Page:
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PLoS One. 2016 Oct 4;11(10):e0163439. doi: 10.1371/journal.pone.0163439. eCollection 2016.

Clinical Phenotypes and Comorbidity in European Sleep Apnoea Patients.

Author information

Division of Medicine, Department of Pulmonary Diseases, Turku University Hospital, Turku, Finland.
Sleep Research Centre, Department of Physiology, University of Turku, Turku, Finland.
Department of Sleep Medicine, Sahlgrenska University Hospital, Gothenburg, Sweden.
Sahlgrenska Academy, Gothenburg University, Gothenburg, Sweden.
Biomedical Department of Internal and Specialistic Medicine (DIBIMIS), University of Palermo, Palermo, Italy.
CNR Institute of Biomedicine and Molecular Immunology, Palermo, Italy.
Department of Sleep Medicine, Royal Infirmary of Edinburgh, Edinburgh, United Kingdom.
Department of Respiratory and Sleep Medicine, St. Vincent´s University Hospital, Dublin, Ireland.
Conway Research Institute, University College Dublin, Dublin, Ireland.
Schlafmedizinisches Zentrum, Charité -Universitätsmedizin Berlin, Berlin, Germany.
International Clinical Research Center, St. Anne's University Hospital Brno, Brno, Czech Republic.
Department of ENT, Førde Central Hospital, Førde, Norway.
Centre for Sleep and Waking Disorders, Department of Neurology, First Faculty of Medicine, Charles University, Prague, Czech Republic.
Inspamed, Neurology and Sleep Laboratory, Prague, Czech Republic.
Institute of Tuberculosis and Lung Diseases, 4th Department of Respiratory Medicine, Warsaw, Poland.
Multidisciplinary Sleep Disorders Centre, Antwerp University Hospital, Antwerp, Belgium.
University of Antwerp, Antwerp, Belgium.



Clinical presentation phenotypes of obstructive sleep apnoea (OSA) and their association with comorbidity as well as impact on adherence to continuous positive airway pressure (CPAP) treatment have not been established.


A prospective follow-up cohort of adult patients with OSA (apnoea-hypopnoea index (AHI) of ≥5/h) from 17 European countries and Israel (n = 6,555) was divided into four clinical presentation phenotypes based on daytime symptoms labelled as excessive daytime sleepiness ("EDS") and nocturnal sleep problems other than OSA (labelled as "insomnia"): 1) EDS (daytime+/nighttime-), 2) EDS/insomnia (daytime+/nighttime+), 3) non-EDS/non-insomnia (daytime-/nighttime-), 4) and insomnia (daytime-/nighttime+) phenotype.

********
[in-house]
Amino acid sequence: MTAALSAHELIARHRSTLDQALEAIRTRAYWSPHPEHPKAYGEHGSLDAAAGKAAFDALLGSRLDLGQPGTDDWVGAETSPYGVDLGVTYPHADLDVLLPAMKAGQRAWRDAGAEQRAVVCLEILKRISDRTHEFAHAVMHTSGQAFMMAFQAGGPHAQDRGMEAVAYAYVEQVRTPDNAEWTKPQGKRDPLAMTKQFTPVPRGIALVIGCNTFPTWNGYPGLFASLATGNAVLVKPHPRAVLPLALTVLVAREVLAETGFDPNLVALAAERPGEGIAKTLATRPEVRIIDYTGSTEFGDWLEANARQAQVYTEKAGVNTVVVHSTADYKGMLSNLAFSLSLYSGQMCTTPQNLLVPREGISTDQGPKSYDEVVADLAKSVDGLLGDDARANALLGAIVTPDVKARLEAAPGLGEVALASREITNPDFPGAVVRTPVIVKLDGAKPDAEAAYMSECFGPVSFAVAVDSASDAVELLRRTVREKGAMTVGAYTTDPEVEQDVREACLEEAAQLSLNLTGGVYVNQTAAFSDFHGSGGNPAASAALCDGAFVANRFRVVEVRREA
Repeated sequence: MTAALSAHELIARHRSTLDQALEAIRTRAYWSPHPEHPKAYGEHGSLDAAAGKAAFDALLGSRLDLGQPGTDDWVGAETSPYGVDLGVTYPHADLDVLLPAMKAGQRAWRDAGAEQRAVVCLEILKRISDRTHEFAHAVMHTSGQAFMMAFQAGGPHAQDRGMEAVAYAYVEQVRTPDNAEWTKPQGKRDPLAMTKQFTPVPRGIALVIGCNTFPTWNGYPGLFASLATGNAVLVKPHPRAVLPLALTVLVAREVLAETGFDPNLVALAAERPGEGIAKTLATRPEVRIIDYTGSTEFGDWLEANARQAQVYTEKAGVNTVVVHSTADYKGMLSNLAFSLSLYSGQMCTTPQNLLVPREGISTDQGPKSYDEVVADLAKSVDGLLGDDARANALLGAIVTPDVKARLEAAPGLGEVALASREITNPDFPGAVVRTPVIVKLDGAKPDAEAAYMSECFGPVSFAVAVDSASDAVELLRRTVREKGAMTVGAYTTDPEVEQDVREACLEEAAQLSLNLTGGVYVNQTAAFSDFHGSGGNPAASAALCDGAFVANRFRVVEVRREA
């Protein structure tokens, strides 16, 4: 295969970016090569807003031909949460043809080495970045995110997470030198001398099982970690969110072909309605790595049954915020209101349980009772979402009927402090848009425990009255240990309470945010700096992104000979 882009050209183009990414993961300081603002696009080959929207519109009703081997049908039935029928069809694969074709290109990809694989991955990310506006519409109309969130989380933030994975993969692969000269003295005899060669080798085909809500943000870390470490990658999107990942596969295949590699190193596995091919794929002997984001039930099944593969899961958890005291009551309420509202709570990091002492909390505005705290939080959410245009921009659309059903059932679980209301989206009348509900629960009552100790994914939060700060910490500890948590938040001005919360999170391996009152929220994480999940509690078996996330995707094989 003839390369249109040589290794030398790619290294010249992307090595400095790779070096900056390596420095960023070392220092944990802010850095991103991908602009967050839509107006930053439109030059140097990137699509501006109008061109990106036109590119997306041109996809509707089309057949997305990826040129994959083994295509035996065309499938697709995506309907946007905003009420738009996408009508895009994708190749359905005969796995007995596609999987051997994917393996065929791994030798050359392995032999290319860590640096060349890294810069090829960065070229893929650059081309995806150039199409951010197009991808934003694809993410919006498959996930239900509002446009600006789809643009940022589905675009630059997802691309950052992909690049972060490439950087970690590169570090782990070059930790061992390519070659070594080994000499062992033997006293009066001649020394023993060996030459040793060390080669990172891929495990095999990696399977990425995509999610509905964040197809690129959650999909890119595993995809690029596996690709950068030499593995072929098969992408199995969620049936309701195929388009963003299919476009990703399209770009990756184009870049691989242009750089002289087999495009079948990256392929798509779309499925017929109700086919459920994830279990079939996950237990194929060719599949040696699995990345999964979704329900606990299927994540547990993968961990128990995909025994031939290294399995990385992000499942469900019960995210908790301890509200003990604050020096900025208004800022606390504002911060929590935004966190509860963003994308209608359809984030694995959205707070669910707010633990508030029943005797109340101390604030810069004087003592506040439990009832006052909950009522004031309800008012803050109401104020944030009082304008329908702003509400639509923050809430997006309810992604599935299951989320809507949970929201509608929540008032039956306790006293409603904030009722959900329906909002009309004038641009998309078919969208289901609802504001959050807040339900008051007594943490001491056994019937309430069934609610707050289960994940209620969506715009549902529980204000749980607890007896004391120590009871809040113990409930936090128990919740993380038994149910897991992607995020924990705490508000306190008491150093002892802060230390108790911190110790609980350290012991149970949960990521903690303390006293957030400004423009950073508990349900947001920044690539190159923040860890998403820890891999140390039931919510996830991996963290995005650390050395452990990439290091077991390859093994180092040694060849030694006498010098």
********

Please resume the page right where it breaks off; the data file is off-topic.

The EDS phenotype comprised 20.7%, the non-EDS/non-insomnia type 25.8%, the EDS/insomnia type 23.7%, and the insomnia phenotype 29.8% of the entire cohort. Thus, clinical presentation phenotypes with insomnia symptoms were dominant with 53.5%, but only 5.6% had physician diagnosed insomnia. Cardiovascular comorbidity was less prevalent in the EDS and most common in the insomnia phenotype (48.9% vs. 56.8%, p<0.001) despite more severe OSA in the EDS group (AHI 35.0±25.5/h vs. 27.9±22.5/h, p<0.001, respectively). Psychiatric comorbidity was associated with insomnia like OSA phenotypes independent of age, gender and body mass index (HR 1.5 (1.188-1.905), p<0.001). The EDS phenotype tended to associate with higher CPAP usage (22.7 min/d, p = 0.069) when controlled for age, gender, BMI and sleep apnoea severity.


Phenotypes with insomnia symptoms comprised more than half of OSA patients and were more frequently linked with comorbidity than those with EDS, despite less severe OSA. CPAP usage was slightly higher in phenotypes with EDS.

[Indexed for MEDLINE]
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Conflict of interest statement

Competing Interests: JH reports that the ESADA database has received two enabling grants from ResMed and Philips Respironics and a Clinical Reseach Cooperation (CRC) grant from the European Respiratory Society. LG reports grants, personal fees and other from Resmed, grants, personal fees and non-financial support from Philips and Weinmann, personal fees from Breas and Mundipharma as well as non-financial support from Itamar, outside the submitted work. TP reports grants from ImThera, grants from Itamar, Heinen and Löwenstein, Resmed and from Philips / Respironics, outside the submitted work. TS reports grants from Paulo Foundation, grants from Governmental Grant of Turku University Hospital, grants from Finnish Anti-Tuberculosis Association Foundation, grants from Respiratory Alliance Foundation, grants from Väinö and Laina Kivi Foundation, grants from Ahokas Foundation, during the conduct of the study. MRB, RLR, WTMcN, UA, JAK, MP, PS, and JV have nothing to disclose. This does not alter our adherence to PLOS ONE policies on sharing data and materials.

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